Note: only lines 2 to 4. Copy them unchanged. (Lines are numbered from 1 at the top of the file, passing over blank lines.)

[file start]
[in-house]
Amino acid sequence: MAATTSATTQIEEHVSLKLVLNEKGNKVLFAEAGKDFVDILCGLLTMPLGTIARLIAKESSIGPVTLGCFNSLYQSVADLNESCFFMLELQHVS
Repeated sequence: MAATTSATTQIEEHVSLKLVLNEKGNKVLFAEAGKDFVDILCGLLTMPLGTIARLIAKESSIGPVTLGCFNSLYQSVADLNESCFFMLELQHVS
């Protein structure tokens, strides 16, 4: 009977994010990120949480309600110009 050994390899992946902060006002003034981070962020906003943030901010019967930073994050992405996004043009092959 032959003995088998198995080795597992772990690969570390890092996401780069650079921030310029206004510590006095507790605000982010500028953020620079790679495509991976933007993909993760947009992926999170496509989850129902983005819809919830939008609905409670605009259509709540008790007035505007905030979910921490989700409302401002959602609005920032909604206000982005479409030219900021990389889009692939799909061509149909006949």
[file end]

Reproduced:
Amino acid sequence: MAATTSATTQIEEHVSLKLVLNEKGNKVLFAEAGKDFVDILCGLLTMPLGTIARLIAKESSIGPVTLGCFNSLYQSVADLNESCFFMLELQHVS
Repeated sequence: MAATTSATTQIEEHVSLKLVLNEKGNKVLFAEAGKDFVDILCGLLTMPLGTIARLIAKESSIGPVTLGCFNSLYQSVADLNESCFFMLELQHVS
């Protein structure tokens, strides 16, 4: 009977994010990120949480309600110009 050994390899992946902060006002003034981070962020906003943030901010019967930073994050992405996004043009092959 032959003995088998198995080795597992772990690969570390890092996401780069650079921030310029206004510590006095507790605000982010500028953020620079790679495509991976933007993909993760947009992926999170496509989850129902983005819809919830939008609905409670605009259509709540008790007035505007905030979910921490989700409302401002959602609005920032909604206000982005479409030219900021990389889009692939799909061509149909006949």